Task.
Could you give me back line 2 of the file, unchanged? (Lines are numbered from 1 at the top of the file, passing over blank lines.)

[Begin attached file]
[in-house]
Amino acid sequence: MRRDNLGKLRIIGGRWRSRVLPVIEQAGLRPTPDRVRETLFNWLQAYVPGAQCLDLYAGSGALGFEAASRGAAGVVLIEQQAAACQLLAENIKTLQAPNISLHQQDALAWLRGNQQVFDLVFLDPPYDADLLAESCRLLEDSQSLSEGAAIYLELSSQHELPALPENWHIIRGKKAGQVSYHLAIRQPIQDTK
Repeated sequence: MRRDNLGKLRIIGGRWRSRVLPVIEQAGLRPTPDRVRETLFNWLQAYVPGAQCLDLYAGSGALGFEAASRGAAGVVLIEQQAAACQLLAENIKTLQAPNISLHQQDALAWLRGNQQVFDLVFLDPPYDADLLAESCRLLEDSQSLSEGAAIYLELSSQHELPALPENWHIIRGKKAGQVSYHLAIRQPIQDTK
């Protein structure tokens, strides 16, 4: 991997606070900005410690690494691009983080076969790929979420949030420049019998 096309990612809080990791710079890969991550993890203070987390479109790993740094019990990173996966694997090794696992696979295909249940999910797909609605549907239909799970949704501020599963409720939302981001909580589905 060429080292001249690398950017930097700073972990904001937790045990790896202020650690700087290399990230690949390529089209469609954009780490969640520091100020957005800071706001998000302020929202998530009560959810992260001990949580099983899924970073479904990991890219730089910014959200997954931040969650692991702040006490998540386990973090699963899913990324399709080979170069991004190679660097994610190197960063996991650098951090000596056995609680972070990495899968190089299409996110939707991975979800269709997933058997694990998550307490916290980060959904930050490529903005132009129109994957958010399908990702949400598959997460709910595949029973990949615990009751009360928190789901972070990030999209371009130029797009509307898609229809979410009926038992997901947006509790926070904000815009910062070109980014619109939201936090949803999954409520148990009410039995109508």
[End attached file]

Amino acid sequence: MRRDNLGKLRIIGGRWRSRVLPVIEQAGLRPTPDRVRETLFNWLQAYVPGAQCLDLYAGSGALGFEAASRGAAGVVLIEQQAAACQLLAENIKTLQAPNISLHQQDALAWLRGNQQVFDLVFLDPPYDADLLAESCRLLEDSQSLSEGAAIYLELSSQHELPALPENWHIIRGKKAGQVSYHLAIRQPIQDTK